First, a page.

According to experts, crushing pills for easier swallowing can be dangerous as the tablet's special coating controls the release of the drug into the body and crushing could cause serious side effects.
David Wright, who led a group of pharmacists and lawyers, said, "People can opt to take drugs in patch, liquid or inhaler form."
Difficulty in swallowing pills is experienced by around 60% of the older people. Studies have revealed that tablets are being crushed and given to residents by 80% of the nurses in care homes.
Harmful drug reactions are reported in approximately 75 million prescriptions every year.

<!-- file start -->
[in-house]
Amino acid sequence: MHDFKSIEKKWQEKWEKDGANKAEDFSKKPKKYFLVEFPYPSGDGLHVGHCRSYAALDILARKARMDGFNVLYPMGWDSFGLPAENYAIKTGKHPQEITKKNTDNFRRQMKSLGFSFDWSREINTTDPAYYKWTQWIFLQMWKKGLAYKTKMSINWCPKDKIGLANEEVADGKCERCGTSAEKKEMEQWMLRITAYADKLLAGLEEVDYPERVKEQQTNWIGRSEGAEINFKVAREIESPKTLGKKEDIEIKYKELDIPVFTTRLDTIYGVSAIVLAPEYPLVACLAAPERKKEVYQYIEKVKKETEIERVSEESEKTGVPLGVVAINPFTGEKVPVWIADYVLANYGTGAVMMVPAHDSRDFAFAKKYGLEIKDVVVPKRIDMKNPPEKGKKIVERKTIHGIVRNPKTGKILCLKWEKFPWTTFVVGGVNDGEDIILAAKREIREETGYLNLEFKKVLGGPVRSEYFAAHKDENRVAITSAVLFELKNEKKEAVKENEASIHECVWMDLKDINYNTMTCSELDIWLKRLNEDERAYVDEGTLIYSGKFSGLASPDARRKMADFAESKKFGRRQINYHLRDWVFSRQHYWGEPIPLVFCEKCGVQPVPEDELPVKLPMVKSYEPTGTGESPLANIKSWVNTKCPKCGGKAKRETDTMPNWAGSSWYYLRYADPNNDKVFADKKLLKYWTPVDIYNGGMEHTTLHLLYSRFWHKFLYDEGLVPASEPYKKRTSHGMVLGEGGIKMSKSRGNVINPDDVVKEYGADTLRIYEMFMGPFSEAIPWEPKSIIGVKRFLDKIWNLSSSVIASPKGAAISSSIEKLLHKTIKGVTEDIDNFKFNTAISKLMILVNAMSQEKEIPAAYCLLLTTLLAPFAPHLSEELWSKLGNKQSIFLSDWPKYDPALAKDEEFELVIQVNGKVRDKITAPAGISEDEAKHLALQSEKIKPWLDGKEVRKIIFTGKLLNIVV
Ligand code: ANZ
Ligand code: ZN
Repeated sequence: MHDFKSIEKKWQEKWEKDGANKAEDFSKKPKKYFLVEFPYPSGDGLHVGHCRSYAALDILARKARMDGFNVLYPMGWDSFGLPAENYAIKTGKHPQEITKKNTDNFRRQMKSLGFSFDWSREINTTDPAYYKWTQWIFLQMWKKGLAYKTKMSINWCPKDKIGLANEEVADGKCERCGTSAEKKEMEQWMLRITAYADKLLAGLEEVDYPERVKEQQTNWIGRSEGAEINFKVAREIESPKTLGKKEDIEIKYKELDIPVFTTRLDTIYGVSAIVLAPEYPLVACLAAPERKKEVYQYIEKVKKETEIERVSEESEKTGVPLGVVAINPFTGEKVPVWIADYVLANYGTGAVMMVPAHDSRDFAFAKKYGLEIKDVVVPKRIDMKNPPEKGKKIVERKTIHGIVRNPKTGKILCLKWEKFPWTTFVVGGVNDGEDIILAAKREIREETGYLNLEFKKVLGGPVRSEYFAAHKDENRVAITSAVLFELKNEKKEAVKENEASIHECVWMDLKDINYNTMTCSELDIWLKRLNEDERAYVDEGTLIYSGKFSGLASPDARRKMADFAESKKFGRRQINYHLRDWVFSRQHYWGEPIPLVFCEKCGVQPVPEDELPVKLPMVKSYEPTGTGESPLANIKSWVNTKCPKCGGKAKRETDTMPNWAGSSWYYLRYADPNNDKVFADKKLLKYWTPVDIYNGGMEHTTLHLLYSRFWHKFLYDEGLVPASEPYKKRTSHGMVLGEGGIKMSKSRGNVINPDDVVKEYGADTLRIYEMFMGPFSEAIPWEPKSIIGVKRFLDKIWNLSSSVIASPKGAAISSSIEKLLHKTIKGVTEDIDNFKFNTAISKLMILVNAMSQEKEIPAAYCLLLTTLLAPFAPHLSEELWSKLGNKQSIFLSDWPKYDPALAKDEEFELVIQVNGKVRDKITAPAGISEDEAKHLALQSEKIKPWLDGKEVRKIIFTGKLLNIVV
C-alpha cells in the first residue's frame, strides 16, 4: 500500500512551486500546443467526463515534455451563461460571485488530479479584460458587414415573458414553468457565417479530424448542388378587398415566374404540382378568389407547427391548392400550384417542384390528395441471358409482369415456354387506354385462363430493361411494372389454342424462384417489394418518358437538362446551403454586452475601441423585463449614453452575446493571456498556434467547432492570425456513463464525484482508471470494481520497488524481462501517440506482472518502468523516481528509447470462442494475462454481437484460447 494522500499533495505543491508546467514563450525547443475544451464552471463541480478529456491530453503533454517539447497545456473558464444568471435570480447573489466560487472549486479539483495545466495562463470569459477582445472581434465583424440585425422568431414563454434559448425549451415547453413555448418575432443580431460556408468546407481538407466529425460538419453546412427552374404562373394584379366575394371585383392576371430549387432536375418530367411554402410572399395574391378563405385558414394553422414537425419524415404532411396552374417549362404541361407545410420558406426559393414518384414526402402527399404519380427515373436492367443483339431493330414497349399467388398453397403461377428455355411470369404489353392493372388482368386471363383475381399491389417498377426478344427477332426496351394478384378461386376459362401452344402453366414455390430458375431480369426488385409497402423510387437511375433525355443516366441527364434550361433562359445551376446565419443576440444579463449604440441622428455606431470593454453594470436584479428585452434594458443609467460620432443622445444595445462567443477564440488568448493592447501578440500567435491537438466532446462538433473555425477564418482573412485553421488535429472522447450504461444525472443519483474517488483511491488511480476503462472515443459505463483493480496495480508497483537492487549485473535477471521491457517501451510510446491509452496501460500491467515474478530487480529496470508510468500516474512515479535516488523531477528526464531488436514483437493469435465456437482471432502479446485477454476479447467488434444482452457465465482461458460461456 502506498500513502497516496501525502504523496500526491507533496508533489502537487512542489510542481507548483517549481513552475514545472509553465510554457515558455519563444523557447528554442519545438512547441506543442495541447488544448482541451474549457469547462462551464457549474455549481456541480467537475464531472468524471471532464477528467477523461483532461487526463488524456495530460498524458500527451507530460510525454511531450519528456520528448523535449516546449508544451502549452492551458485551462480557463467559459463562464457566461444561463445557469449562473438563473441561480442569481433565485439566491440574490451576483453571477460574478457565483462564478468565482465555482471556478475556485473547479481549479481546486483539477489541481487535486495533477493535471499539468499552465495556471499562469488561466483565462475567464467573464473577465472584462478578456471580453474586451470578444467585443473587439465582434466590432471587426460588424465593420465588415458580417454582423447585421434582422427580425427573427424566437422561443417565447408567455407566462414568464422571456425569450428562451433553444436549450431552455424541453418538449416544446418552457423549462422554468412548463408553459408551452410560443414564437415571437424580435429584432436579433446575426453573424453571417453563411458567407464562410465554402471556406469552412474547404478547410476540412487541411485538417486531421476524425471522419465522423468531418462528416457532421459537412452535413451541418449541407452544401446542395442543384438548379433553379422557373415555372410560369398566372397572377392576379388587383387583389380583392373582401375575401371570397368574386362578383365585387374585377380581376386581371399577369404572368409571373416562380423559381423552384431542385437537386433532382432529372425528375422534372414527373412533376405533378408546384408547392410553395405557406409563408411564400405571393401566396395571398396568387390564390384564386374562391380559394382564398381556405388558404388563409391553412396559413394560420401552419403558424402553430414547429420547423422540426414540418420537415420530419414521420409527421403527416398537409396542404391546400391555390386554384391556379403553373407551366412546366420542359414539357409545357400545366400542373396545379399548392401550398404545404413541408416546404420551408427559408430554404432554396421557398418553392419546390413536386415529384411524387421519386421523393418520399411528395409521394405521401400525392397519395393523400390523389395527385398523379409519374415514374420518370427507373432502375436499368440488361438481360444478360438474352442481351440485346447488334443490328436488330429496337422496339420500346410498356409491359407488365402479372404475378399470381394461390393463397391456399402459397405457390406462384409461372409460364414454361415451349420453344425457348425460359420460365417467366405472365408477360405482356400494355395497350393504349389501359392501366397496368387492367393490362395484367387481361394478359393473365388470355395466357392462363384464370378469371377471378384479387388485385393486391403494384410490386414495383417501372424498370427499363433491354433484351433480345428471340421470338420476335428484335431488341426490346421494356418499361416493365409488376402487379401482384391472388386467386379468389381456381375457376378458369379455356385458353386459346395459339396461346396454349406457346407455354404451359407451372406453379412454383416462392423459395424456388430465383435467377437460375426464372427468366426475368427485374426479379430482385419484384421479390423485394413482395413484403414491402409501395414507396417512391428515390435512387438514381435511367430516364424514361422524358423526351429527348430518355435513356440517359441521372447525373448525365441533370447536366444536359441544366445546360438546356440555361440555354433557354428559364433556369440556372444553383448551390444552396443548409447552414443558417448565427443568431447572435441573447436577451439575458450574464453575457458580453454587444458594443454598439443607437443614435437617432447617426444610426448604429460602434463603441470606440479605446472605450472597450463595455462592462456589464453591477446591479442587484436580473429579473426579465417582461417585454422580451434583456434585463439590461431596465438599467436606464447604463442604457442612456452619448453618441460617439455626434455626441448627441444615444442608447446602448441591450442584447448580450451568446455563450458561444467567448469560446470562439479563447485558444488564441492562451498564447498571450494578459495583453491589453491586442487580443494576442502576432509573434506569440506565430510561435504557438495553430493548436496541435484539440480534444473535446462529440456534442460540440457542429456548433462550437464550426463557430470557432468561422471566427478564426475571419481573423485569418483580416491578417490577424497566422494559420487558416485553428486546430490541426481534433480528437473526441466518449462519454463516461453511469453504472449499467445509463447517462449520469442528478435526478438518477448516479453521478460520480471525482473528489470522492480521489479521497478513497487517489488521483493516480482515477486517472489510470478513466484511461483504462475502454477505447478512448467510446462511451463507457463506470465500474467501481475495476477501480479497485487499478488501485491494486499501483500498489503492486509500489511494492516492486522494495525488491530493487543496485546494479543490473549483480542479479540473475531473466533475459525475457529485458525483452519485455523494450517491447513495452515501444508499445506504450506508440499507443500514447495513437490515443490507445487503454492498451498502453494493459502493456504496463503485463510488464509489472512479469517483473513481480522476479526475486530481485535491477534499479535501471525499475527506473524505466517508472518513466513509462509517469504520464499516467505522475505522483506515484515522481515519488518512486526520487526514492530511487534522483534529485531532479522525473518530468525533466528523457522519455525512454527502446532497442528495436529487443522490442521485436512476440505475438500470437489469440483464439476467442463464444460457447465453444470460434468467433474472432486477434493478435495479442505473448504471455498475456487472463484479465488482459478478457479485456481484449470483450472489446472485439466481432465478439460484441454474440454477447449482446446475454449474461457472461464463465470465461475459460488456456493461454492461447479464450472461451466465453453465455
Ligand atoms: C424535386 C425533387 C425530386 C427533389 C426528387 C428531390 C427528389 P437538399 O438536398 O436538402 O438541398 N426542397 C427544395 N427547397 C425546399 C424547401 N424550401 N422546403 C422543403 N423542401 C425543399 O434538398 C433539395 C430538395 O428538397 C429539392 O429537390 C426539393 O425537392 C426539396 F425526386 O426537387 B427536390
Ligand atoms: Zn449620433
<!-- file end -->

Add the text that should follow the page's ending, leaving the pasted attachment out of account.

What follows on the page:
Crushing pills can be dangerous especially when drugs like morphine are involved. Methotrexate, when crushed could destroy cells when it comes into contact with the skin.
Nifedipine, the slow release angina and blood pressure drug, if crushed, causes dizziness, headaches and an increased risk of stroke or heart attack.
Tamoxifen , used by breast cancer patients could release substances that are harmful if inhaled by pregnant women.
A tablet's special coating helps in sustained release of the drug over a long period of time, thus reducing the number of tablets taken by the patient.
Wright said: "Crushing pills increases the risk of side-effects, of the patient getting a large dose of a drug which should be released slowly, or a drug being cleared from the body too early before it can do anything."
"Fatalities can happen, although they are not that common."